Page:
When I was a kid the one thing I hated to see in salads were bananas. Hard chunks of flavorless, vaguely banana-flavored "stuff" that was the fruit version of hamburger helper. Bananas were dropped into fruit salads in an attempt to stretch whatever was not in season into a full blown appetizer, side dish or heaven forbid, dessert. While I'm on the subject, I also hated to see them in lunch boxes or brown bags at school. Trust me, you don't want to know what happens to a ripe banana after 4 hours in an overheated, Catholic Elementary School cloakroom.The only thing I really enjoyed with bananas was dropping big chunks of them off the Maestros balcony of the San Francisco Opera House. Yes, if you were walking near there ages ago and were hit by a stray banana.. that was me.
I was a volunteer there when I was about 14. Stuffing envelopes, running errands, whatever they needed. This was not because I was so crazy about classical music. I knew nothing of classical music. My only experience at that point was a trip with the nuns to see a production of The Bartered Bride by Smetna. Let us say I was not impressed. No, I was at the Opera House because my mom had friends who volunteered there, I was too young to be a Candystriper (my dream volunteer job) and it kept me out of her hair during the Summer months. Maestro Adler liked me for some reason since I was the kid in the office, and he used to let me have my bag lunch on his private balcony.
|Maestro Kurt Adler|
He'd go out for lunch with important guests, divas and such, and he'd allow me to go through his office and out onto the lovely balcony overlooking the street. See that window, right up there where the flagpole is? That was me. Or rather where I used to hang out at lunch, dropping various food items that bored me (banana pieces) off the roof. Bombs away.
Yes, it was immature, but I was immature, trapped in a temple of classical music with nothing but a bag of peanut butter sandwiches and a banana. Occasionally I'd creep up into the upper balcony and watch a rehearsal for a few minutes. I never dropped any banana bombs in the building however. Stay classy Kathy.
Which brings me back to my current banana relationships. Slim to none until the last week when I was in a pinch for a side dish to go with a dinner I was making. I couldn't find a ripe mango to save my life and I needed something special. That something turned out to be the always available banana. That was when I stumbled across a recipe for a banana salad that I would never in a million years want to throw off a balcony.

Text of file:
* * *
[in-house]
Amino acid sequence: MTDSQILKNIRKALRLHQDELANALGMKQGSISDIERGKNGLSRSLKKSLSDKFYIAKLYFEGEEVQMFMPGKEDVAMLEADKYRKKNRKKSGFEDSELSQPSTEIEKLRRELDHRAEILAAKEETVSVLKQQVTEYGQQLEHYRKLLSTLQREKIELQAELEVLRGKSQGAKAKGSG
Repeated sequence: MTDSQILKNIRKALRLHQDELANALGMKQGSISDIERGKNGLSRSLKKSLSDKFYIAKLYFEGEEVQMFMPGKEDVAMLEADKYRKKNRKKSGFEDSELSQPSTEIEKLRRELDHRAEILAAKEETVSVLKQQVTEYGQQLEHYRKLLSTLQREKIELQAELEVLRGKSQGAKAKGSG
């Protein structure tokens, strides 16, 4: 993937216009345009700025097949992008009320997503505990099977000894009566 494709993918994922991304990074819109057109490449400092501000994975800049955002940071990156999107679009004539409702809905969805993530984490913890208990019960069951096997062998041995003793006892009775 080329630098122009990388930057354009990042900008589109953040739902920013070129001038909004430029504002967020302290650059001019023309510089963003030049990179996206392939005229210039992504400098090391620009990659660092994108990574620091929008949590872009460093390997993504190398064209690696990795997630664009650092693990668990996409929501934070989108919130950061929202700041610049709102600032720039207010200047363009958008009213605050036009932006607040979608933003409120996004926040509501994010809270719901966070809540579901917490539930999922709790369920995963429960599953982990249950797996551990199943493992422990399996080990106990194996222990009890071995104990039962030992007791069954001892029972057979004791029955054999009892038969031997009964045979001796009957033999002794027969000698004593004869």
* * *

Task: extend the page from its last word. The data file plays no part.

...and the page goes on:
Banana Yogurt Salad
Here's What You Need:
1 and 1/2 cups of chopped banana
1 Tbs of seeded finely chopped serrano chili
A pinch of turmeric
1/2 tsp black mustard seeds
a pinch of mustard seeds
1/2 tsp of salt
1 and 1/2 cups of plain yogurt
2 tbs of grated dried unsweetened or fresh coconut
1 Tbs coconut oil or vegetable oil
3 fresh curry leaves or 1 laurel leaf
1 Tbs finely chopped fresh ginger
Here's What To Do:
Grind the mustard seeds in a grinder or mortar or bowl.
Mash together the ground mustard seeds, chili, coconut and salt into a paste.
Set it aside.
In a skillet heat the vegetable oil.
When the oil is hot, toss in the pinch of whole mustard seeds.
When the mustard seeds start to pop, add in the curry leaves, the coconut mustard chili paste and the ginger.
Saute everything together for about 2 minutes or so.
Add the turmeric and stir it in.
Toss in the pieces of chopped banana and cook them up for about 1 minute.
Turn the heat waaaaaaaay down.
Add the yogurt.
It's important to keep the heat low so that the yogurt doesn't curdle when you add it.
Just warm it a bit.
Turn the heat off and set the salad aside to cool to room tempertature.
As it cools, it'll thicken and firm up.
Transfer it to a bowl.
Put a lid on the bowl and tuck it in the fridge.
Give it a good stir before you serve it up.
This will keep covered in the fridge for about 3 days, but there was none left. I really think I'd finally found a banana recipe worth keeping. Coming up next, a very, very, special evening with The Essential James Beard Cookbook and California Olive Ranch. Want a peek?
Follow along on Twitter @kathygori